Security bristles around Texas police shooting trial
DALLAS (AP) — Four Texas officers carrying handguns wait in the dim early morning light for a petite 31-year-old woman to arrive.
When Amber Guyger emerges from a black SUV, she is guarded by men with dark suits and close-cropped hair. The armed officers join them, forming a perimeter around Guyger as she walks toward a side door of the yet-to-open Dallas courthouse.
The tension is high in Dallas as the white former police officer stands trial on murder charges in the fatal shooting last September of her unarmed black neighbor, Botham Jean.
Dallas Police Association President Mike Mata said the intense media attention and controversy surrounding Jean’s death have led to threats that prompted the association to pay for additional private security for Guyger and her attorneys. He declined to elaborate on the nature of the threats.
The concern about police safety follows an attack three years ago in which five Dallas officers were killed. A man angry over the killing of black men by police across the nation opened fire at the end of a protest, in the deadliest attack on U.S. law enforcement since 9/11.
As Guyger took the stand Friday, there was anxiety that her possible acquittal could spark unrest in Dallas like that in Ferguson, Missouri, after prosecutors announced that a white policeman wouldn’t face charges in the fatal 2014 shooting of Michael Brown. The unarmed black teenager’s death helped give rise to the Black Lives Matter movement.
“There’s definitely that kind of foreboding sense of a storm coming,” said Changa Higgins, a community activist. “If this trial doesn’t get the kind of outcome that people want, and that they really need to have hope, then we may see the same type of reaction that we’ve seen historically around the country when people lose hope, and feel like they have nothing to lose and they can’t look to the justice system to get justice.”
The basic facts of the shooting aren’t in dispute. Guyger walked up to Jean’s apartment, which was on the fourth floor directly above her third-floor unit, and found the door unlocked. She was off duty but still dressed in her police uniform after a long shift when she shot Jean with her service weapon. Guyger was later arrested , fired and charged with murder.
Guyger’s lawyer’s have called the killing a “tragic, but innocent” mistake and say she fired in self-defense after confusing Jean’s apartment for her own and mistaking the 26-year-old accountant from the Caribbean nation of St. Lucia for a burglar. Prosecutors have questioned how she could have missed numerous signs that she was at the wrong apartment.
The police department has limited the time off scheduled for officers during the trial, which overlaps with the Texas State Fair, but department officials declined to comment further on the security preparations for the trial. Mayor Eric Johnson said through a spokesman that it would be inappropriate for him to discuss the case while the trial is ongoing. In January, a judge issued a gag order, barring the lawyers involved from speaking about the case publicly.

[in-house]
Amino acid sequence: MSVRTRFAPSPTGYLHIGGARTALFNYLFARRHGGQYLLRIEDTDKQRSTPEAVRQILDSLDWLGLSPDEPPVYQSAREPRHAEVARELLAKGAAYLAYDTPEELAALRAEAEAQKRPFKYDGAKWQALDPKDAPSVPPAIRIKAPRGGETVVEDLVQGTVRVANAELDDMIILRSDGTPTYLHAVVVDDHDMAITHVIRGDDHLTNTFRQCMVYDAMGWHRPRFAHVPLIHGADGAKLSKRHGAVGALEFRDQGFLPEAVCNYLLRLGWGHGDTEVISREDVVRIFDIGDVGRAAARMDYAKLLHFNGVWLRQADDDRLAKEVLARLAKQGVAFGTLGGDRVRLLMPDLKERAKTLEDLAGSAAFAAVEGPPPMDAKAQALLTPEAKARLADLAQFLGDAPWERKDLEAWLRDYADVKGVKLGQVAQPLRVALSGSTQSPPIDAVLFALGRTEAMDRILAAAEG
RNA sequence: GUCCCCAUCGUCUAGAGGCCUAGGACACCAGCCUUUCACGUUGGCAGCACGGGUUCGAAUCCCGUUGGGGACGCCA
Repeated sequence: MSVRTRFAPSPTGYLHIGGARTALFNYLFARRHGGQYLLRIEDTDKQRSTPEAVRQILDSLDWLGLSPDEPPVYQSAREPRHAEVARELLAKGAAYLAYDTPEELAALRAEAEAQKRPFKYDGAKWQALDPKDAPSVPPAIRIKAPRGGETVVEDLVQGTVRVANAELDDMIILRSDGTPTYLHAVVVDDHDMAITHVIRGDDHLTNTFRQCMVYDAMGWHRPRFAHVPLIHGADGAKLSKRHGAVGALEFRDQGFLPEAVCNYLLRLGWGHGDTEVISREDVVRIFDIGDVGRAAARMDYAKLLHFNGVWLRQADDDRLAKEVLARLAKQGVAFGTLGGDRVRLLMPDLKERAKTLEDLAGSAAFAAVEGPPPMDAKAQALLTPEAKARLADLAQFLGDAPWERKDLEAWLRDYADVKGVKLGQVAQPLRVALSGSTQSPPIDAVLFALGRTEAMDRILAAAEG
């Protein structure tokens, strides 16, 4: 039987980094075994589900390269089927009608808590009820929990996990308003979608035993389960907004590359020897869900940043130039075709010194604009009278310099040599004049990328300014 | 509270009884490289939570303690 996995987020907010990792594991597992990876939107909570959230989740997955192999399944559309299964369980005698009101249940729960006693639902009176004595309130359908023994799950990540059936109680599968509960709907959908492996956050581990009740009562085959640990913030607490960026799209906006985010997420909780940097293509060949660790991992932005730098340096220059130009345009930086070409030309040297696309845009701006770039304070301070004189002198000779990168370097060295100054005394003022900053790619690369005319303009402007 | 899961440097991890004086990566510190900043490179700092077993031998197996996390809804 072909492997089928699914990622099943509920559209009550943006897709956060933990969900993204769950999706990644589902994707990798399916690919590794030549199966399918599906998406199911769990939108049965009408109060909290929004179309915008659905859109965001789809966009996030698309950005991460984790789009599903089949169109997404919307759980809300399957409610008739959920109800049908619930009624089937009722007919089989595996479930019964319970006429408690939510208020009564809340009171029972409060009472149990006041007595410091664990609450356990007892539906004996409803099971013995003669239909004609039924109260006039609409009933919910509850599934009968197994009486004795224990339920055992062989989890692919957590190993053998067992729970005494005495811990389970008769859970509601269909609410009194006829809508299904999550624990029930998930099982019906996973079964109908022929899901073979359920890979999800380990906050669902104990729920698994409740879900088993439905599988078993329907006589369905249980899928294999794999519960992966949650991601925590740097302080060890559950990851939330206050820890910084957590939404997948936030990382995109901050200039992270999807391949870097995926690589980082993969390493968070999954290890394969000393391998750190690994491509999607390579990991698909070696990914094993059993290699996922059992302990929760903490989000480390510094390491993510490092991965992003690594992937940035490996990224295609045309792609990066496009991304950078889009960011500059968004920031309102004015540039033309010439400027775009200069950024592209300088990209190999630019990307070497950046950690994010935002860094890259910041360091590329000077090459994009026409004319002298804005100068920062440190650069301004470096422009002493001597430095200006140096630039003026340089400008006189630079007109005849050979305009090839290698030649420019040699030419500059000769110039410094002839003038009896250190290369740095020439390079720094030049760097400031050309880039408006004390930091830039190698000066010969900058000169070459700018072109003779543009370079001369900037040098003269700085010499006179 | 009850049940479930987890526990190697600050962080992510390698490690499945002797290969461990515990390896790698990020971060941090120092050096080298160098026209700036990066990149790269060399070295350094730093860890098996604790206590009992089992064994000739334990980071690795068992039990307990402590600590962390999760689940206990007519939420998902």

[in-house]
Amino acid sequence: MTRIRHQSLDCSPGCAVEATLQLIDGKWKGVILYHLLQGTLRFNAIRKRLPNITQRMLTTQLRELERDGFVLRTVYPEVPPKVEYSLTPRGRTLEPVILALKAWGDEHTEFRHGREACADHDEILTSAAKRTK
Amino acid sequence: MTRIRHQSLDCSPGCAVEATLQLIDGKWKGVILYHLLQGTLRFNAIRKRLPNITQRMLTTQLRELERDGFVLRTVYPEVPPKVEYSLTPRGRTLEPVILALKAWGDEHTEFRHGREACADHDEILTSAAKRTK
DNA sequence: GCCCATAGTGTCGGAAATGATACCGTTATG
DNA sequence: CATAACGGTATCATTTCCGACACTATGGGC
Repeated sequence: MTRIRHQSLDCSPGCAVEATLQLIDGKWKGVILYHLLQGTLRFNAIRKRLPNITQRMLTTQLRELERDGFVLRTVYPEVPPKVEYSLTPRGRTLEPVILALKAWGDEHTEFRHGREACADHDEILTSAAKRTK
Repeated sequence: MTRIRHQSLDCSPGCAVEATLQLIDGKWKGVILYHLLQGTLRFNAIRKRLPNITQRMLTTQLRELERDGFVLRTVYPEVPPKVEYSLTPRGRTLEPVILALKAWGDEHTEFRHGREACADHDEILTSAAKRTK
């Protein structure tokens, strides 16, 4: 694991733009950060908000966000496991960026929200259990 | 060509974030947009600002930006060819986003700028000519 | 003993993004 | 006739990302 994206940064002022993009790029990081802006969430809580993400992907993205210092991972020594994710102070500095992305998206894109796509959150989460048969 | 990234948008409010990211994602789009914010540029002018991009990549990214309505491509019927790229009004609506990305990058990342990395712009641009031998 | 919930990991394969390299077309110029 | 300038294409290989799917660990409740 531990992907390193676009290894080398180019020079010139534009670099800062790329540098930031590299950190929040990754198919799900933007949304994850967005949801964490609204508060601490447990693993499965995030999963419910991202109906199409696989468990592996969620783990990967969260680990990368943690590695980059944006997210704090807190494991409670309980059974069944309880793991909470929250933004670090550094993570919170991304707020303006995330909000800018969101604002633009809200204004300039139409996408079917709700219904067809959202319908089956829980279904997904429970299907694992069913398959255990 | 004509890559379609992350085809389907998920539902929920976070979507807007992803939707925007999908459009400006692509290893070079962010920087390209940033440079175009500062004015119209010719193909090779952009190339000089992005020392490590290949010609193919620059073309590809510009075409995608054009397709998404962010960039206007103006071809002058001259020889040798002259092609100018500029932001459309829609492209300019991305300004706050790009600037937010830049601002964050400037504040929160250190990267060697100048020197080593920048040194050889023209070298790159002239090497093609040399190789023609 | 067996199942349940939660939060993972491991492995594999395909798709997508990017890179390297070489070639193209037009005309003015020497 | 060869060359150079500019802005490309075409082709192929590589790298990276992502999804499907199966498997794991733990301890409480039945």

A jury will have to decide whether Guyger committed murder, a lesser offense such as manslaughter or criminally negligent homicide, or no crime at all. Even before the jurors were sworn in Monday, the strain of the case was visible.
Inside the courthouse, a crush of people passed through two security screenings before gathering outside the room where the trial is being held. Members of Guyger’s and Jean’s families were allowed in first, but reporters and activists jostled for the few remaining seats, with many being turned away. At various points, a sheriff’s deputy raised his voice to tell people not to push.
The Dallas County Sheriff’s Department, which handles security within the courtroom, has brought on additional officers for the trial. A department spokesman, Raul Reyna, declined to elaborate on the department’s security procedures.
The county’s Fire Marshal’s Office oversees security in the rest of the court building, and it assigned four officers to come in early and four to stay late during the trial, said Fire Marshal Robert De Los Santos. He declined to go into further detail about how the courthouse is secured.
De Los Santos said there have been other cases in which his officers have taken similar precautions.
Mata, the police association president, said that although other police officers have stood trial for shootings, Guyger’s is the first in which his association has had to hire extra security for lawyers or an officer.
“It has never reached the level of this,” he said.
Threats in such prominent cases aren’t unusual, said Herman Weisberg, a former New York City police detective who now works as a security consultant.
Weisberg was tasked with getting Harvey Weinstein in and out of a New York City courtroom before the movie mogul changed lawyers in his sexual assault case. He said things are “pretty comfortable” once inside the courthouse, but that coming and going through crowds of protesters and reporters can be dicey for defendants and their lawyers.
“I’ve got several cases going where the attorneys might as well have done the alleged act themselves,” Weisberg said.
Dallas photographer L.M. Otero contributed to this report.